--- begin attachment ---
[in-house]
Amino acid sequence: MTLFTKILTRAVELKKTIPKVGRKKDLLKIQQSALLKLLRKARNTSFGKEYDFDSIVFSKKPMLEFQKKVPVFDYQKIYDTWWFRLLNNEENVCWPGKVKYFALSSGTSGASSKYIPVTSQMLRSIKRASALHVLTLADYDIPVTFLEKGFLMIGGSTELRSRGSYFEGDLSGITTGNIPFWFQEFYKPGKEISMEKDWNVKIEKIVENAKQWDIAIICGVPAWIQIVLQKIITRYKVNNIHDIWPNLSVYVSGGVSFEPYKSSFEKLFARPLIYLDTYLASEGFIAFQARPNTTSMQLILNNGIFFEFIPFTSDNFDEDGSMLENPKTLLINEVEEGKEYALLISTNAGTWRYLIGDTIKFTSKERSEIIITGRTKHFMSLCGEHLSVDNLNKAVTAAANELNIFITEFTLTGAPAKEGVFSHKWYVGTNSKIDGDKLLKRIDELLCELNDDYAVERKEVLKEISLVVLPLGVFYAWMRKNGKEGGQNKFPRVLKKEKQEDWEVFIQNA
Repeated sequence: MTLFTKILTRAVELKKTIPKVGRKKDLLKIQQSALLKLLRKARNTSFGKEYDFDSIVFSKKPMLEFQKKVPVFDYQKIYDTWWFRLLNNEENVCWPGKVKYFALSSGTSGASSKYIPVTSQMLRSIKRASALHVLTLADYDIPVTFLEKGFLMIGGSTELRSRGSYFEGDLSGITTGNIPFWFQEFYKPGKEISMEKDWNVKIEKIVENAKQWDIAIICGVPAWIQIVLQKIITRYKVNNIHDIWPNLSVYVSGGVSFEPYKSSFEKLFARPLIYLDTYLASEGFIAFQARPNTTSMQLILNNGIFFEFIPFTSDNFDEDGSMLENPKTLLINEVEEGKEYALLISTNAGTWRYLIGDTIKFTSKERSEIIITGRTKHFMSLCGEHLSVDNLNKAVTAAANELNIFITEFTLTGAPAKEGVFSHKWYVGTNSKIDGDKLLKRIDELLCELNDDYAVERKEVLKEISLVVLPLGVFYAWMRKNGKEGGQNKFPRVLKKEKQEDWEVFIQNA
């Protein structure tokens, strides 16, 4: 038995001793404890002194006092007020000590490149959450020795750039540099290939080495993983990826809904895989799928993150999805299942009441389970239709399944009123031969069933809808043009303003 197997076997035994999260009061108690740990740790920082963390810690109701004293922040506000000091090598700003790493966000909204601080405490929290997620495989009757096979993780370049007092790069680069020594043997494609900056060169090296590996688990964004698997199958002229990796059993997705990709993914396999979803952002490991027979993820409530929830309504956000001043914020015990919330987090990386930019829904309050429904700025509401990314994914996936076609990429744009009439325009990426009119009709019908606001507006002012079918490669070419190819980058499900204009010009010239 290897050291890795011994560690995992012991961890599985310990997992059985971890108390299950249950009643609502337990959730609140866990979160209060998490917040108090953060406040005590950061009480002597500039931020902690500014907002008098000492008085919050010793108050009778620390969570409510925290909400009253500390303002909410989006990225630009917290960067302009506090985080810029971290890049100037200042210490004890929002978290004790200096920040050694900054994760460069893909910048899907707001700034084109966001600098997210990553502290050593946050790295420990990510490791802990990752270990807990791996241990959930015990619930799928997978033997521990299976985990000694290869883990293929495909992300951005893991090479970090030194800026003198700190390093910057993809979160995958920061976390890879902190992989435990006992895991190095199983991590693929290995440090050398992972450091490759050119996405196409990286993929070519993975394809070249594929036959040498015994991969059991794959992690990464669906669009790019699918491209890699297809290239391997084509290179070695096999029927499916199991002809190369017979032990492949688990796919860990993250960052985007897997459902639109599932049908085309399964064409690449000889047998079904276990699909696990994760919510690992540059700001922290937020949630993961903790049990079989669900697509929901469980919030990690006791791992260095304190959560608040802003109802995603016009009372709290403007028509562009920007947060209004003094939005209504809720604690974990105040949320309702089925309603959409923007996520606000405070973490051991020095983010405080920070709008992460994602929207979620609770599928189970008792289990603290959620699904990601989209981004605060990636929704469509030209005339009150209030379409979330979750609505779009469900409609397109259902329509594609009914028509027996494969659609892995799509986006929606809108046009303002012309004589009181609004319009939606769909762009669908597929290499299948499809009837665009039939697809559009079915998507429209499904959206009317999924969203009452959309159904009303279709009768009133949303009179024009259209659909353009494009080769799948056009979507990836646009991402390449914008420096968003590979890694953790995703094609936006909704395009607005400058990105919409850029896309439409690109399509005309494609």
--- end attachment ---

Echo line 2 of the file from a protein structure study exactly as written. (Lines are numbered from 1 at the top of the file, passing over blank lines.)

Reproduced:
Amino acid sequence: MTLFTKILTRAVELKKTIPKVGRKKDLLKIQQSALLKLLRKARNTSFGKEYDFDSIVFSKKPMLEFQKKVPVFDYQKIYDTWWFRLLNNEENVCWPGKVKYFALSSGTSGASSKYIPVTSQMLRSIKRASALHVLTLADYDIPVTFLEKGFLMIGGSTELRSRGSYFEGDLSGITTGNIPFWFQEFYKPGKEISMEKDWNVKIEKIVENAKQWDIAIICGVPAWIQIVLQKIITRYKVNNIHDIWPNLSVYVSGGVSFEPYKSSFEKLFARPLIYLDTYLASEGFIAFQARPNTTSMQLILNNGIFFEFIPFTSDNFDEDGSMLENPKTLLINEVEEGKEYALLISTNAGTWRYLIGDTIKFTSKERSEIIITGRTKHFMSLCGEHLSVDNLNKAVTAAANELNIFITEFTLTGAPAKEGVFSHKWYVGTNSKIDGDKLLKRIDELLCELNDDYAVERKEVLKEISLVVLPLGVFYAWMRKNGKEGGQNKFPRVLKKEKQEDWEVFIQNA